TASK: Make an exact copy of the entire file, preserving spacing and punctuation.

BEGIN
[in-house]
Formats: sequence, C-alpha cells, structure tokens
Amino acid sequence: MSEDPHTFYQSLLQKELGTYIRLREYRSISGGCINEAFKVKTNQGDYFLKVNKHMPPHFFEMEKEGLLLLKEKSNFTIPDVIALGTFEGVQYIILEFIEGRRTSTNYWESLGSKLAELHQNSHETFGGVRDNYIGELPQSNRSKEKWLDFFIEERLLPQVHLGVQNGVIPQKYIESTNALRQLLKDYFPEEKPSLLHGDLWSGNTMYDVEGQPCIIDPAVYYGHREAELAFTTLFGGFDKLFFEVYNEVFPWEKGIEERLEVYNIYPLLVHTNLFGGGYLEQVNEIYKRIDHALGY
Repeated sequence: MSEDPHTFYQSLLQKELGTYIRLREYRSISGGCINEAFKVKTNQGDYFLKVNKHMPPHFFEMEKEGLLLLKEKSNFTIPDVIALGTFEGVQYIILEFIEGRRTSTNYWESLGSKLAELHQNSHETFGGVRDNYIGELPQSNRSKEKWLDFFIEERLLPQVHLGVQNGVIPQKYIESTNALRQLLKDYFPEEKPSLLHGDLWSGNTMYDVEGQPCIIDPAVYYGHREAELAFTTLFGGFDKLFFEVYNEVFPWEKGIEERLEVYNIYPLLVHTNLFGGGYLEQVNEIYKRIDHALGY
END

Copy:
[in-house]
Formats: sequence, C-alpha cells, structure tokens
Amino acid sequence: MSEDPHTFYQSLLQKELGTYIRLREYRSISGGCINEAFKVKTNQGDYFLKVNKHMPPHFFEMEKEGLLLLKEKSNFTIPDVIALGTFEGVQYIILEFIEGRRTSTNYWESLGSKLAELHQNSHETFGGVRDNYIGELPQSNRSKEKWLDFFIEERLLPQVHLGVQNGVIPQKYIESTNALRQLLKDYFPEEKPSLLHGDLWSGNTMYDVEGQPCIIDPAVYYGHREAELAFTTLFGGFDKLFFEVYNEVFPWEKGIEERLEVYNIYPLLVHTNLFGGGYLEQVNEIYKRIDHALGY
Repeated sequence: MSEDPHTFYQSLLQKELGTYIRLREYRSISGGCINEAFKVKTNQGDYFLKVNKHMPPHFFEMEKEGLLLLKEKSNFTIPDVIALGTFEGVQYIILEFIEGRRTSTNYWESLGSKLAELHQNSHETFGGVRDNYIGELPQSNRSKEKWLDFFIEERLLPQVHLGVQNGVIPQKYIESTNALRQLLKDYFPEEKPSLLHGDLWSGNTMYDVEGQPCIIDPAVYYGHREAELAFTTLFGGFDKLFFEVYNEVFPWEKGIEERLEVYNIYPLLVHTNLFGGGYLEQVNEIYKRIDHALGY